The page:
Friday, 28 September 2012

U is for Umquihile, Unfortunate, and Unflagging


 

I am enjoying participating in this series from Aona at ttpw.gouldgeneogy.com/2012/05/take-the-family-history-through-the-alphabet-challenge


U is for:


Umquihile  - this word was new to me until I began researching Scottish records. in more  depth   You may come across this in old documents, wills etc. and it  is an archaic Scots word meaning "the late" or "the deceased."  I lay claim  for this being  most unusual U word| 


We come across in family history research many Unfortunate souls, particularly when browsing through  Poor Law Records.  Some cases unearthed from Scottish Borders archives:

  • Robert Leck, once a well known clockmaker of Jedburgh, admitted to the poorhouse aged 67, with a pattern of admissions and discharges until the time came when he was "wholly disabled, nearly blind and wholly destitute". Interestingly when I did a Google search, I found an illustration of a Robert Leck grandfather clock about to be auctioned in London.
  • The story of Janet Scott had a more positive outcome. Her admission record in 1877 gives us a glimpse of the desperate situation in which many applicants for poor relief found themselves. A single mother with two children and a baby, working as an agricultural labourer, she was "wholly disabled by a cart falling on her". She was on parish relief for three years. However she also demonstrated her resilience, as in the 1881 census she was back earning a living, as an Ag. Lab, along with her two eldest daughters.


Janet Scott's entry in the Jedburgh Union Poorhouse Register, 1877.

  • 15 year old James Robertson is described as "delicate and deformed by spine curvature and will never be able to do much. He needs a suit of clothes, 2 pairs of stockings and 2 handkerchiefs. Allowed.
  • Mary Burns, also in need of clothing, was granted " 1 frock, 2 yards flannel, 2 yards drugget, 2 pinafores and a pair of boots.
  • At Melrose, Rosburghshire, a mother and young children were "footsore and weary" and given help as they made their way from Newcastle to Glasgow to rejoin family - a distance of 114 miles.
  • Mary Phllips was admitted to the Poorhouse as "this woman's husband deserted her, having absconded to America. She has 2 children and is about to be confined. Her parents very poor."

Unlucky - sometime researching family history is a matter of luck.  I have recently been reserching my father's childhood in Shropshire.  I was delighted to find that the Brosely Historical Society website includes extracts from newspapers  with fascinating titbits of life in the local church and school.  But guess what?  The crucial years I wanted of 1925 and 1926 were missing!  

You may also be unlucky when trying to trace  World War One service records for an ancestor, as so many were destroyed in a 1940's bombing raid on the National Archives in London.  My five Danson great uncles served, but I have only managed to trace the records for one of them - George.




Tom and George Danson


 Whether  it is military, school or work, photographs of our ancestors in Uniform  put them in the context of their wider lives.  Below  is my Great Aunt Jenie Danson  (second left)  with colleagues who worked in the local post office in Poulton-le-Fylde, Lancashire.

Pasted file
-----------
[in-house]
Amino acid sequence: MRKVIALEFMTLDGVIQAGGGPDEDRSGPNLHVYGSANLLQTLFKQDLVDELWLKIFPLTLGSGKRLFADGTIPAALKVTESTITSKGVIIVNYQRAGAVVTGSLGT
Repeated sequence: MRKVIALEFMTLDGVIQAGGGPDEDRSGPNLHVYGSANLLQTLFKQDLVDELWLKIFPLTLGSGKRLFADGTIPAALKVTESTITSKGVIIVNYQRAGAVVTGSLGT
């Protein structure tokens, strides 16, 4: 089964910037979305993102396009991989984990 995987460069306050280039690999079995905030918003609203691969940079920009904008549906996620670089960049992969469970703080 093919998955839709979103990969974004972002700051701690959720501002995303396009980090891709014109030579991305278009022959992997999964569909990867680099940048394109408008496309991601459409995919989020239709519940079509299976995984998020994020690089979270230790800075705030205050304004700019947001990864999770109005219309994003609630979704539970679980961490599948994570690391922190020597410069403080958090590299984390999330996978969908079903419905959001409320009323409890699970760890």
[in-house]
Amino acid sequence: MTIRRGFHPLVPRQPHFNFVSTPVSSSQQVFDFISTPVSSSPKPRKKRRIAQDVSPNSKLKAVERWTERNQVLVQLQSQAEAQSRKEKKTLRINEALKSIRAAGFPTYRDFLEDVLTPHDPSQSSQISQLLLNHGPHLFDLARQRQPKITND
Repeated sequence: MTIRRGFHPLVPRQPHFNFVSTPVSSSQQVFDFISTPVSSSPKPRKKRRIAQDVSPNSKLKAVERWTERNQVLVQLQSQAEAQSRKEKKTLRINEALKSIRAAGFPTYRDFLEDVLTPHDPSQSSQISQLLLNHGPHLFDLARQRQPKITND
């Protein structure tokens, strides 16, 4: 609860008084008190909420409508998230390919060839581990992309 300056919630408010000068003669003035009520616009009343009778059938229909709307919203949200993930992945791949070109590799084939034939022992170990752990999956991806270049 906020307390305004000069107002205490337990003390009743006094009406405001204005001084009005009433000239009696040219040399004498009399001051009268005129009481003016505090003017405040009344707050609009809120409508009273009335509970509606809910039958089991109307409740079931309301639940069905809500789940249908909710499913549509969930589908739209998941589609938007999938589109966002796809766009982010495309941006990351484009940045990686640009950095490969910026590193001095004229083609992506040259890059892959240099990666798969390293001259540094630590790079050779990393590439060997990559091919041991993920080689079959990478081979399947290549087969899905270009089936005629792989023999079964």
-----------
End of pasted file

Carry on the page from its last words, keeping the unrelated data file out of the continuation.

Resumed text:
We are always looking for that Undisputed record on  our ancestor

My four times great grandfather John Danson had a daughter Ellen Danson, baptised at St. Chad's Church in 1763 (Poulton Parish Register) In searching for a marriage I came across an Ellen Danson marrying a Ralph Dewhurst - and made the basic fatal error of assuming this was "my " record - until I disoscvered that there were two other young Ellen Danson's in Poulton around the same time.  Given that the marriage entry does not name her father, I remain Unsure that I do have the right record. 

And finally I remain Unflagging in my family history activities and in following this A-Z challenge - soon to come to its end. 

7 comments:

  1. Umquihile ... what a great word! Great post, Sue.

    ReplyDelete
  2. Wonderful U words. Umquihile... fabulous! I have learned a new word. great post and wonderful photographs.

    ReplyDelete
  3. "Umquihile" drew me in immediately Susan and my passing understanding of "the Gaelic" gave no clues :-)
    "Unfortunate" really tugged at my heartstrings cos my Scottish GG Grandmother, aged and ill with tuberculosis, kept refusing to be admitted to the "poorhouse" instead constantly asking for "poor relief" which would allow her to continue living with her daughter & grandchild. Thanks for another most informative & enjoyable post.

    ReplyDelete
  4. It seems Unanimous that you've taught us all a new word with Umquihile :-) ... and thank you for the whole bunch of fabulous U words.

    ReplyDelete
  5. Love that word - umquihile! Never heard of it until I read your post, Sue.

    ReplyDelete
  6. You do take the prize with umquihile! I saw it first in the Inishail kirk sessions and thought "what???" and had to hunt down the meaning. Even so I can't say it trips off my tongue at every turn :-)

    As always I love your posts, you've provided such interesting and evocative words for this series. Thank you for sharing your joy in family history.

    ReplyDelete
  7. Thank you to everyone for their kind comments in what has been such an enjoayble series to participate in.

    ReplyDelete

Thank you for your comment which will appear on screen after moderation.